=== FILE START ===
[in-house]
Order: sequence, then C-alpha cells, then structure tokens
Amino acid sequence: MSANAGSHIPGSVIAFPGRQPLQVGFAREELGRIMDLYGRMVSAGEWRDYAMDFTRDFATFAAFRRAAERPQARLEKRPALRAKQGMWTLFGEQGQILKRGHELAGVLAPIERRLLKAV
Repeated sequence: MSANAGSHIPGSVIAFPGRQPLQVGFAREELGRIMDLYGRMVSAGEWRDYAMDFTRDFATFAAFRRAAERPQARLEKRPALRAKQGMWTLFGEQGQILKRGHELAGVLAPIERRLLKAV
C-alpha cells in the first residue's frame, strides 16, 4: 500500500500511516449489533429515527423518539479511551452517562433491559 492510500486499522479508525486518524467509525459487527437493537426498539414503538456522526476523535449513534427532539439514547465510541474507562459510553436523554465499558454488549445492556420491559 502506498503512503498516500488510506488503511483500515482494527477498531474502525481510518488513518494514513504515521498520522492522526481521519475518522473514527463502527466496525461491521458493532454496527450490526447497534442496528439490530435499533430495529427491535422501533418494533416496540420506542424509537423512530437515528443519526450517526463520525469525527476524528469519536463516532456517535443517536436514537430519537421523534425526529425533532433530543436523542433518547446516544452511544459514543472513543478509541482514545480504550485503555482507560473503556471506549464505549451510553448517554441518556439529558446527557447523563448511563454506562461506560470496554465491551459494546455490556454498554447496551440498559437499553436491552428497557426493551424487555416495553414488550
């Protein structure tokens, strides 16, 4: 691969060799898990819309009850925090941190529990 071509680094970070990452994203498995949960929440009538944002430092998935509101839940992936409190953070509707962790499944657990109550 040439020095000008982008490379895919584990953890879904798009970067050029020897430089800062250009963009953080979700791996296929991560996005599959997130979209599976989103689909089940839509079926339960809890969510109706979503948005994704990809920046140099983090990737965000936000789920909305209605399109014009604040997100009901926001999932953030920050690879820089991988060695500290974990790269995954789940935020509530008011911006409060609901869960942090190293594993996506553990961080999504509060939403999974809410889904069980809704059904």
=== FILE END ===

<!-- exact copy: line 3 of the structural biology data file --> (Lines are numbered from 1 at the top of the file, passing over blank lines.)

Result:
Amino acid sequence: MSANAGSHIPGSVIAFPGRQPLQVGFAREELGRIMDLYGRMVSAGEWRDYAMDFTRDFATFAAFRRAAERPQARLEKRPALRAKQGMWTLFGEQGQILKRGHELAGVLAPIERRLLKAV